5. Basic I/O - Reading and writing to files and the console window.
6. Exception Handling - Exception handling allows programmers to catch and handle errors whenever an application enters an invalid state.

#### Object Oriented Programming

F# is a CLI/.NET programming language. CLI is an object-oriented platform. One of the most important features of F# is its ability to mix and match styles: since the .NET platform is Object Oriented, with F#, you often work with objects.

2. Classes - classes and objects are the foundation of object-oriented programming (OOP). They are used to model actions, processes, and any conceptual entities in applications.
3. Inheritance - inheritance makes OOP code reusable. It allows programmers to create classes which inherit features from another class and add its own modifications.
4. Interfaces - interfaces abstract away the implementation details of a class by defining a template of methods an object must implement and expose publicly.
5. Events - events allow classes to send and receive messages between one another.
6. Modules and Namespaces - modules and namespaces are used to organize classes into groups of related functionality.

F# is easy enough for beginners to learn as their first language, yet it provides a powerful set of tools which can be appreciated by experienced developers. This section describes advanced syntactic contructs and techniques often used in F# programs.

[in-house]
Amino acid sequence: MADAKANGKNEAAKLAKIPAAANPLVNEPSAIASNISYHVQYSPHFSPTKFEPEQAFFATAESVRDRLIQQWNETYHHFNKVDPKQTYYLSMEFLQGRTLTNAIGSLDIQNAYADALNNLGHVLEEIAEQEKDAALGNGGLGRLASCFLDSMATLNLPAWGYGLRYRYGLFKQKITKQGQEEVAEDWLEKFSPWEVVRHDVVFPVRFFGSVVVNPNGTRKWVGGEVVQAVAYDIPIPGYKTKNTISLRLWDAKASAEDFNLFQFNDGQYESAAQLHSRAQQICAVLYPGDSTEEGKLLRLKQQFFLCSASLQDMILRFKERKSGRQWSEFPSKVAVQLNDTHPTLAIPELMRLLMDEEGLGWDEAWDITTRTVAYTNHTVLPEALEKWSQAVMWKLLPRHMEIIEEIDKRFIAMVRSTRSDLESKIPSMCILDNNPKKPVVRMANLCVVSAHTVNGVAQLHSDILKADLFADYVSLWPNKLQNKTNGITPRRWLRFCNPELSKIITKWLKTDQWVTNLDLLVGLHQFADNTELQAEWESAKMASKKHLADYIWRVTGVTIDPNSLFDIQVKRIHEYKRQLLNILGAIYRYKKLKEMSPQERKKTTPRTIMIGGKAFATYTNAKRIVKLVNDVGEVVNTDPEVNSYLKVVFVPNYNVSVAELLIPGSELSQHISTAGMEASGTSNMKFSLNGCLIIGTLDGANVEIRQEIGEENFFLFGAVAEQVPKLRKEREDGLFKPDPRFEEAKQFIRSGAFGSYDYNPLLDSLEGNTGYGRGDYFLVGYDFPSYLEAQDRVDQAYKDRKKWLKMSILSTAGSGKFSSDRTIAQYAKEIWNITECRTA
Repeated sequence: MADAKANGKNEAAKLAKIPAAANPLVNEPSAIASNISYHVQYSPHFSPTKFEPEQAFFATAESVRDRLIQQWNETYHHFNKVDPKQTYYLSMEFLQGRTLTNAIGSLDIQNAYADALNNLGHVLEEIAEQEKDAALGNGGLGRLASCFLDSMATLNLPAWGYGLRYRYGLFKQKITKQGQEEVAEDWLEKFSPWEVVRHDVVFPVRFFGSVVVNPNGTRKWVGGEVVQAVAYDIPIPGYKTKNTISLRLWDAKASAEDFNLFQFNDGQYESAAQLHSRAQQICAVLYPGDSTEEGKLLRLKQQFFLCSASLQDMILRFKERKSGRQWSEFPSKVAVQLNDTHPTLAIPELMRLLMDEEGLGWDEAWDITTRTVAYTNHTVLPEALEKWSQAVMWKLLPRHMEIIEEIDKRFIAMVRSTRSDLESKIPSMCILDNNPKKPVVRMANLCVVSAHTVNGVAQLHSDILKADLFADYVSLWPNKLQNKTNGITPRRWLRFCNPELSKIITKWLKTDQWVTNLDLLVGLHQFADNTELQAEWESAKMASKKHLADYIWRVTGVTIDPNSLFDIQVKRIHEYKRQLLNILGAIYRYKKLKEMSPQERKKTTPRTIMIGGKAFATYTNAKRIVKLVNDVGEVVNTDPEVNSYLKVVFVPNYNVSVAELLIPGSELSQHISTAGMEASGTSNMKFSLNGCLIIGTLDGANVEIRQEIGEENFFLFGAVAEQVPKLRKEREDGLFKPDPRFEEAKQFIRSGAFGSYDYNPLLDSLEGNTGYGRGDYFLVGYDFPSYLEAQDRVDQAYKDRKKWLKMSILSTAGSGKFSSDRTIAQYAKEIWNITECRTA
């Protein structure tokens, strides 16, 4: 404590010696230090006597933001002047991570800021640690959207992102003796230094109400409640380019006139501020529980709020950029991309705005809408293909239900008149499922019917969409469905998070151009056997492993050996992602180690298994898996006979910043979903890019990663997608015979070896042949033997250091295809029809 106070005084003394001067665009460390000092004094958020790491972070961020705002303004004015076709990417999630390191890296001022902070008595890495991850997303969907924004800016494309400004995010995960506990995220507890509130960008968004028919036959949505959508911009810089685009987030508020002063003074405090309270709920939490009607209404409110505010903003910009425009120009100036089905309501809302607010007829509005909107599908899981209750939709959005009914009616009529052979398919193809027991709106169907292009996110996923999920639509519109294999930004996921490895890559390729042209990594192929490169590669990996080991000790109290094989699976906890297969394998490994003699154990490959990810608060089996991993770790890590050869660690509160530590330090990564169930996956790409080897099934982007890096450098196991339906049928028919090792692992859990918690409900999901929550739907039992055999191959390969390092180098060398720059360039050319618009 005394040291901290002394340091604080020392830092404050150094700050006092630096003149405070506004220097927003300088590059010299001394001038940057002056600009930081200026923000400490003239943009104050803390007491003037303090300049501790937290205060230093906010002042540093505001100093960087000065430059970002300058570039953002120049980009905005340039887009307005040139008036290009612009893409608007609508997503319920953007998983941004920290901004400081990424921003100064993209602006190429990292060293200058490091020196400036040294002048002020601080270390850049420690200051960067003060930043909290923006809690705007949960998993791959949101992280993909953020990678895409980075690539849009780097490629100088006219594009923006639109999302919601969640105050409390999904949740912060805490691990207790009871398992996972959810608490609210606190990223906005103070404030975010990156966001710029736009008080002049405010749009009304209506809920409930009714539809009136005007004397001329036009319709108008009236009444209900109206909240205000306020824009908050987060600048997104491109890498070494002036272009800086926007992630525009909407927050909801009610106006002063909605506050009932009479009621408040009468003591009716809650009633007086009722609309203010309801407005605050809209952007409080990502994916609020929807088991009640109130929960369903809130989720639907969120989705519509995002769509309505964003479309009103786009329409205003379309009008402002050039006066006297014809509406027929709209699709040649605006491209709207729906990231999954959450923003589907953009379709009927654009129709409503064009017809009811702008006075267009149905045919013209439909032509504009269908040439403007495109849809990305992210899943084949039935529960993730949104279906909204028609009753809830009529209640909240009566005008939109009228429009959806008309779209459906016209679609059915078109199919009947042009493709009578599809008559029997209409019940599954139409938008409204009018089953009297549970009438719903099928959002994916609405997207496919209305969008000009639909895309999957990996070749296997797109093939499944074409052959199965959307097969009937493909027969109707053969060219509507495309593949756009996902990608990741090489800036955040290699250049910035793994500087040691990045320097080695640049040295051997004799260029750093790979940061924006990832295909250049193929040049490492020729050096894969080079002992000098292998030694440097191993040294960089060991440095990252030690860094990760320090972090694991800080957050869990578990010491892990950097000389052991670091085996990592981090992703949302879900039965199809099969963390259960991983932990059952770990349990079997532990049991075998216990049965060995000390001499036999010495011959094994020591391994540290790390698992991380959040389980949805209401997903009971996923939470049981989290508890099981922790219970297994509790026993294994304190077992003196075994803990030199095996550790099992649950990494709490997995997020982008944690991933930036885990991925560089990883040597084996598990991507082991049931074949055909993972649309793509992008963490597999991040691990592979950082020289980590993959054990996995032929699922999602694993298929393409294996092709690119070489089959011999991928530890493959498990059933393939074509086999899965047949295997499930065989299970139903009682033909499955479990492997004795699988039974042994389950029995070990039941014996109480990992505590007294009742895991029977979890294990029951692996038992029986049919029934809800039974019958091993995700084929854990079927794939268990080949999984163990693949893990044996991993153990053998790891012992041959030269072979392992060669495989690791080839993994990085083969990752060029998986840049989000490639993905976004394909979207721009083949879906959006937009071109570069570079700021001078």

1. Units of Measure - Units of measure attach metadata to floats, which allows floats to represent kilograms, pounds, Newtons, hectares, and so on.
2. Caching - Techniques to store computed values for efficient future retrieval. Also called Memoization.
3. Active Patterns - Active patterns allow programmers to wrap ad hoc values and objects in union-like structures for use in pattern matching.
4. Advanced Data Structures - Overview of techniques used to implement immutable data structures.
5. Reflection - Reflection allows programmers to inspect types and metadata in objects.
6. Quotations - Quotations convert arbitrary F# code into an abstract syntax tree.
7. Computation Expressions - Similar to monads in Haskell, computation expressions are used to simplify code written continuation-passing style.

Multi-threading is becoming increasingly important with the development of multi-core processors. Functional programmers can take advantage of immutable data structures to make massively scalable, concurrent applications that are simple and easy to write.

1. Async Workflows - F#'s async primitive is fundamental for writing functional, simple multi-threaded code.
2. MailboxProcessor Class - Mailboxes are used to implement "message-passing concurrency," a style of concurrent programming used in massively parallel applications consisting of 10s or 1000s of independent nodes.

#### F# Tools

1. Lexing and Parsing - FsLex and FsYacc, lexer/parser generators based on the GNU Bison family of generators, are used to implement custom grammars and domain-specific languages in F#.